Monday, March 22, 2010

MARCH '10 Canadian Fibre Box

Prairie fibre mill

In November (or was it October?) you met Barb from Wild Geese Fibres. We had Canadian Finn, Cotswold, and a blend called Blizzard that everyone was wild over. Barb gets her fibres prepared at the Prairie Fibre Mill, in Biggar Saskatchewan. This month, I've ordered in a big pile of fibre from them, and some of it is being shared with you through this month's fibre box. What I much appreciate is that the Prairie Fibre Mill is eco-friendly, running on its own wind and sun power, and using environmentally safe and natural products to scour the fibres they process.

I found out something funny about the Blizzard that everyone was so fond off. When we sampled this back in the Fall, it was a merino, alpaca, mohair blend. My assumption was that Blizzard was always the same. I was a little confused when I was offered to order both an alpaca/merino/mohair blend as well as Blizzard for this month. Then the Blizzard came! It seems that Blizzard is an ever changing special blend from the Mill, depending on what fibres they have on hand to blend together. This month, we have Blizzard again, only this time it is grey with purple running through it. The purple is merino, the grey is alpaca/merino/mohair and possibly a touch of Cotswold. As well, you have gorgeous Fawn coloured 1/3 each merino/alpaca/mohair.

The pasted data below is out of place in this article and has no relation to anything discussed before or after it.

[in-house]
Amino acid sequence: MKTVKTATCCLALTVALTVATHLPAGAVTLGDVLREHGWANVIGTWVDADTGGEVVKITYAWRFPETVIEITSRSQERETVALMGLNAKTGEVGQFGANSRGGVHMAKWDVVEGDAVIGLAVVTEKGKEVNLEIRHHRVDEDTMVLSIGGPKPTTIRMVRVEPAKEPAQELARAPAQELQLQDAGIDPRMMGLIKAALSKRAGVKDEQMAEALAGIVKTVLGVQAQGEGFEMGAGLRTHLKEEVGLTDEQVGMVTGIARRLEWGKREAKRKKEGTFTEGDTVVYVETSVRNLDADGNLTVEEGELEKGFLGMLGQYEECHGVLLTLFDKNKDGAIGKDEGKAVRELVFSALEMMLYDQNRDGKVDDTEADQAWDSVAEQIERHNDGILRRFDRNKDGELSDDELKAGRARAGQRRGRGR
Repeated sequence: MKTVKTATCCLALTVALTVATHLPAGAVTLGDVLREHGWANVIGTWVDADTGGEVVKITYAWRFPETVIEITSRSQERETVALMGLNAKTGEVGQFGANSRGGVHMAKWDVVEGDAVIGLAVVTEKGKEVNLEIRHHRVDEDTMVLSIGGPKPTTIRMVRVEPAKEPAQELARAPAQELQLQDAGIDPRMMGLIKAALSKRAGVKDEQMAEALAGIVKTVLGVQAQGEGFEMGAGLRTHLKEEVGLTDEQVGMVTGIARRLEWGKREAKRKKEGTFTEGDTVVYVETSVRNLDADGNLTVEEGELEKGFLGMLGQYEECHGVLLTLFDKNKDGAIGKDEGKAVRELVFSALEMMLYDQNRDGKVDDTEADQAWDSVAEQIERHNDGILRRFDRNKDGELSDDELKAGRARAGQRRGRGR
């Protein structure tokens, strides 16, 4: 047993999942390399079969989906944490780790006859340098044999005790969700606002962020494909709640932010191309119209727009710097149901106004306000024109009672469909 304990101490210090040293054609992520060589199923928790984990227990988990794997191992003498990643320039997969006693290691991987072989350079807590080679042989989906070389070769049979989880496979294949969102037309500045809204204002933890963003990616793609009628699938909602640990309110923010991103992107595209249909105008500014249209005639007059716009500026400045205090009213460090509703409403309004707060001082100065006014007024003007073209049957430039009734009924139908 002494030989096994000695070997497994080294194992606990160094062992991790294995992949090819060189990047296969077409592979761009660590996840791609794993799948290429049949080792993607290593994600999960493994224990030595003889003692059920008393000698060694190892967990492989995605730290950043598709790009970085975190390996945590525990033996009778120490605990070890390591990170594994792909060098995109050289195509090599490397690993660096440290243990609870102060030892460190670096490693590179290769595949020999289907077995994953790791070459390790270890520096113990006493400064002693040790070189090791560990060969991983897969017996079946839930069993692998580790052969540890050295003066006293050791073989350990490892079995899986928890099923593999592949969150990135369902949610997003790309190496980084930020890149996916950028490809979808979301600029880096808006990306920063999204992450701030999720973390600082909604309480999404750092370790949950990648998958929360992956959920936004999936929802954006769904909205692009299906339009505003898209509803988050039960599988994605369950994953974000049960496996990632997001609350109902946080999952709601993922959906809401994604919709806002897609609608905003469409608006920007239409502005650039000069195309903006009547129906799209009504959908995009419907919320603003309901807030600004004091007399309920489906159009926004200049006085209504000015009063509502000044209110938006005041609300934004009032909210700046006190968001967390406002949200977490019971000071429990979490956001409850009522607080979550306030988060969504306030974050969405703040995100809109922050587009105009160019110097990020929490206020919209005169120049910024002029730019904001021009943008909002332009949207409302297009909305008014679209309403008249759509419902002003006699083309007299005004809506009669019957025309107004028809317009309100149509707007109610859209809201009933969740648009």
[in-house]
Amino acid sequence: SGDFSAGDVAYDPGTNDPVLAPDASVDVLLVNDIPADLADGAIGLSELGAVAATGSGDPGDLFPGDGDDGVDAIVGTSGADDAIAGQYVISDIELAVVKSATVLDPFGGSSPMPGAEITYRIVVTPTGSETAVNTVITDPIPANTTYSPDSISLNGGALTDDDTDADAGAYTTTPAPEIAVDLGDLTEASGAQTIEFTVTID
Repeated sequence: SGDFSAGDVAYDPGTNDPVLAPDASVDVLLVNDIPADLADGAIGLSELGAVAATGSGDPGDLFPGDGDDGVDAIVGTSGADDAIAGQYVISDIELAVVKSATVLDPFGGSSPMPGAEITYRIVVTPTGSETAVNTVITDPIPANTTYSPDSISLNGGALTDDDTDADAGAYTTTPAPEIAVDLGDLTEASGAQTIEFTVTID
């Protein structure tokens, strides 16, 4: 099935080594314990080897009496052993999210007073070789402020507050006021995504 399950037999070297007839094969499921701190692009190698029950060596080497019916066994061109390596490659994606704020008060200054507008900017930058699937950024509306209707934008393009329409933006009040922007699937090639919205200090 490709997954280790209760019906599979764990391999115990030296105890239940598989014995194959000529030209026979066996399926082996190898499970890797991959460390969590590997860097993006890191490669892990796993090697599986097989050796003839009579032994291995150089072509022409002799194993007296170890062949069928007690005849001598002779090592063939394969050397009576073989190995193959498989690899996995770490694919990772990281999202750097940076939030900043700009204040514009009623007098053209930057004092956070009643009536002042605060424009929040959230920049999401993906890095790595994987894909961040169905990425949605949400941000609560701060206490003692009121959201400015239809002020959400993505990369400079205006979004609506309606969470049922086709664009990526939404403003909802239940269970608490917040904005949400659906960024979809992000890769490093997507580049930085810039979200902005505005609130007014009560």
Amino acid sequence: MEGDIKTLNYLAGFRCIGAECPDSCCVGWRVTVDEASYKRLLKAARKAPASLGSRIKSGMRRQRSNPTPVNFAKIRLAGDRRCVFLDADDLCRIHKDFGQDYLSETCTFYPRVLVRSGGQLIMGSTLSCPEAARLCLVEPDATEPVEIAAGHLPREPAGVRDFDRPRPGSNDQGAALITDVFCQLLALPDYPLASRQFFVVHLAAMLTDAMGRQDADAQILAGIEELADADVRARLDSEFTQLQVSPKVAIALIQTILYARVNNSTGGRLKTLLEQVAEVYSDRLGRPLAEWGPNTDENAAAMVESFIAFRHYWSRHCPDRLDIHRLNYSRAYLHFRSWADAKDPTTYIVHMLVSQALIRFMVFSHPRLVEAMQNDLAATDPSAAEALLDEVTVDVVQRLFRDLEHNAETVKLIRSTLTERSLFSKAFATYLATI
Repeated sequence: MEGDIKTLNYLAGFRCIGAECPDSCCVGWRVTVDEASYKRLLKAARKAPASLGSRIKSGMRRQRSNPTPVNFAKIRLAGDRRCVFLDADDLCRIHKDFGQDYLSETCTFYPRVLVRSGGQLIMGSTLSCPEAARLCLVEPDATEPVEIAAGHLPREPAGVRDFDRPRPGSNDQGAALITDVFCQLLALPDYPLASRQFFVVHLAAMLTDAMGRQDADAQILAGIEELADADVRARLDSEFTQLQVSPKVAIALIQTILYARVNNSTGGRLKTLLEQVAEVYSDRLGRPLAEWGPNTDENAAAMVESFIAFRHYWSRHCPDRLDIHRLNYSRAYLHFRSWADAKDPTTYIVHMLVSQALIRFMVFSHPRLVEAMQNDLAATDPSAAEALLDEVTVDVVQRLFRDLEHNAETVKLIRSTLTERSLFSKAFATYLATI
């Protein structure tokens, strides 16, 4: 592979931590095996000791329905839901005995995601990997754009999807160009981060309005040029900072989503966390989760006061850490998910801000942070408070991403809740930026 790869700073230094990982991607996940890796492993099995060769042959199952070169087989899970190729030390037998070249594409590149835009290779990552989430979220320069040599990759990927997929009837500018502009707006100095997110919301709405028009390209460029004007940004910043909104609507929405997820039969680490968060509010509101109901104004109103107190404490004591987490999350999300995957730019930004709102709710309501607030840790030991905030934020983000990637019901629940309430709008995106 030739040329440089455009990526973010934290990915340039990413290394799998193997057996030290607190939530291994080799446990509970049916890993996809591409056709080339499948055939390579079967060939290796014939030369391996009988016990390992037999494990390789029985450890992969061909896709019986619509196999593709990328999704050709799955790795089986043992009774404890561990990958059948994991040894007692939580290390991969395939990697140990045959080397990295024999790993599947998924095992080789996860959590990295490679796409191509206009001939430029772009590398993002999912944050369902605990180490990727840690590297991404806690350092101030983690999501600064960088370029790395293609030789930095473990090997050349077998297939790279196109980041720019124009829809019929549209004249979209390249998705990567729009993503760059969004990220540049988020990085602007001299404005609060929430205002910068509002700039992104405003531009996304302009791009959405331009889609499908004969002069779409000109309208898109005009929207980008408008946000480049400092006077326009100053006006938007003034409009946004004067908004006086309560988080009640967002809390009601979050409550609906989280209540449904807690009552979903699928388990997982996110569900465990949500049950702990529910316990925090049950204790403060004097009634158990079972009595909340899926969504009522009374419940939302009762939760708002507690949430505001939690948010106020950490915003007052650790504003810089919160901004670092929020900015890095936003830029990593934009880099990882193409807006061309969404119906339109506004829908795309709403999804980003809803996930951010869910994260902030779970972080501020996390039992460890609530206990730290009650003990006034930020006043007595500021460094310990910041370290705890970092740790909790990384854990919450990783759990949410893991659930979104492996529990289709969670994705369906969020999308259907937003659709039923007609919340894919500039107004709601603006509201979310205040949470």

I'll be listing at the OVFA shop more of the Blizzard, as well as a tasty multi tonal caramel fawn Blizzard and a grey 1/3 each merino/alpaca/mohair blend.

Art-Yarn-Tastic sampler

As well as the more traditional rovings this month, you have a little package of fibre for adding pizzazz to your yarn. In your treat bag, there is hand dyed icicle, a nylon that adds sparkle to your spinning while still being soft; dyed silk noil, which adds little bits of fluff; teased rambouillet locks; and some plain old dyed wool.

If you have a drumcarder, I recommend choosing a colour that would compliment the orange as a base (a nice brown or red) and carding in these fun additions intto a batt. If you don't have a drum carder, you can card bits into rolags by hand, or simply add bits of fibre as you are spinning (I often do this with dyed locks for texture). Art yarn is often, by nature, not a smooth yarn, but is full of character and increasingly popular.

For a great book, I recommend Intertwined by Lexi Boeger.OVFA has one copy left, and you might even find it at your local library!

 Buttons and stitch markers

You either have a hand made button or a stitch marker in your box, depending on whether you are new or a more seasoned subscriber. Stitch markers are by; Green Ceramic Flower Buttons are by; Blue Ceramic Buttons are by; and the purple Polymer Clay Buttons are by yours truly, Heather of OVFA!

Share your projects

Come join us on Ravelry at the Ottawa Valley Fiber Arts group, to share your projects and ideas! If you haven't joined Ravelry yet, it's free and an amazing resource for fibre f

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